We came to stretch our vision beyond what we thought was possible. And we succeeded.
We rolled along through the Cariboo foothills enroute to Barkerville, eyes peeled for wildlife. The leaves had just started to turn golden-yellow. Regular life gradually ebbed away on the long drive as we headed into a week of seclusion with just our cameras, rain gear and each other for company.
Most of us were skeptical about spending a week in Barkerville. Some of us had been before, and honestly, two hours in the mud seemed like more than enough. What would we photograph at a tourist attraction for seven days? But Chris and Dennis were teaching, so we signed up.
Each day we breakfasted in the parlour of a historic hotel, hosted by the storied James Boyce. His tales animated Barkerville’s milieu so much that our images became haunted by unseen things. In the schoolhouse across the street, Chris and Dennis led mini seminars inspiring and directing our work for the week—and if we stick with it, for life.
“There’s a connection between your spirit and that scene that draws you,” Chris told us, encouraging us to articulate the connection, the thing that draws us to photograph, and then to use our bevy of tools to express it. So much more than a fresh take on the rule of thirds, there’s a spirituality to this kind of photographic art.
“It’s life-giving, when you make the images that speak to you,” Dennis added. “That’s why it’s important to discover what it is.”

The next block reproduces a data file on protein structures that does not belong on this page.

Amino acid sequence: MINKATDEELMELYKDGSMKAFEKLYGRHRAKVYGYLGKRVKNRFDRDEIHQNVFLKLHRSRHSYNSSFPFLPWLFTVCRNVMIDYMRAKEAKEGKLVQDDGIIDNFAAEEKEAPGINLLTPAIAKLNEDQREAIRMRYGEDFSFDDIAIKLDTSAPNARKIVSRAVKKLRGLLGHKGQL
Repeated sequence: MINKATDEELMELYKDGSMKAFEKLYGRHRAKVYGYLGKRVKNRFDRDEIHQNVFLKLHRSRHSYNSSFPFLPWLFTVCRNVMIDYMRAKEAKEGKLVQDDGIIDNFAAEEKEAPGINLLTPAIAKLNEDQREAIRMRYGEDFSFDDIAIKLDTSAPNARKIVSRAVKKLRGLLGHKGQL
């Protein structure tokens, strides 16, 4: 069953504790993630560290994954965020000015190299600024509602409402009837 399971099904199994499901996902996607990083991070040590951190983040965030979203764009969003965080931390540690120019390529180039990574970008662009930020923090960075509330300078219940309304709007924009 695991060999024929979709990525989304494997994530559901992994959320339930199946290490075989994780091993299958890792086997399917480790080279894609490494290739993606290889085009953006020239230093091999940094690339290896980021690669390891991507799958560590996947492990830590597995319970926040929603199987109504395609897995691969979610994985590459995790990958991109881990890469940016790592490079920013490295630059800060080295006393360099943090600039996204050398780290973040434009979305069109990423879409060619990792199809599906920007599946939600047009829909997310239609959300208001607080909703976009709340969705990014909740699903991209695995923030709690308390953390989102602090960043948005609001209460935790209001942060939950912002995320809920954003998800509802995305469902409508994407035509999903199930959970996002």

Out we went into the solitude of our cameras. We wanted more than to document Barkerville—that’s already been done within an inch of its life. We wanted to make images that sang. Some of us focused on one window all afternoon; some wandered the breadth of the town and back. No subject was off limits. We photographed flowers, walls, roads, the historical interpreters, animals, each other, door mats and items that became unrecognizable through multiple exposures and intentional camera movement. We photographed at morning in glimpses of sunshine, and at night in the pouring rain. We wandered around nearby Wells, hacked through the forest, and some of us climbed into an old mine drift.
Back we came every day to review, commiserate, celebrate, learn, critique, express and process. “I didn’t know you were allowed to do that!” Buzz exclaimed at one session. We laughed, but it truly encapsulated the reason we’d come to the workshop: to stretch our vision beyond what we thought was possible. Joan’s goal was to “See the unseen in the seen.” Sounds a bit like a riddle, but when you see her images, you get it. This kind of photography is so much more than what you see. You can knock out a hundred good documentary images, and what will you do with them? But if you get ten artistic images that you wrestled and waited and worked for, you’ll be able to convey the spirit of a place.
After seven days of photographing Barkerville, none of us was at a loss for why we were there. The variety was enough so no one was bored, but we were forced to use discipline to get deeper on one theme. It wasn’t easy, but like Chris said, “No one can escape the fear of failure.” If you want to develop your photographic art, you have to push yourself. There’s still gold to be found in Barkerville, if you’re willing to put in the work.
This article, written by Zoë Ducklow, a journalist, is the result of our request to have her write about the major shifts we see in people every time we complete one of our workshops. She spent a week with us at our Barkerville workshop. Although we no longer offer workshops in Barkerville, the process is very similar.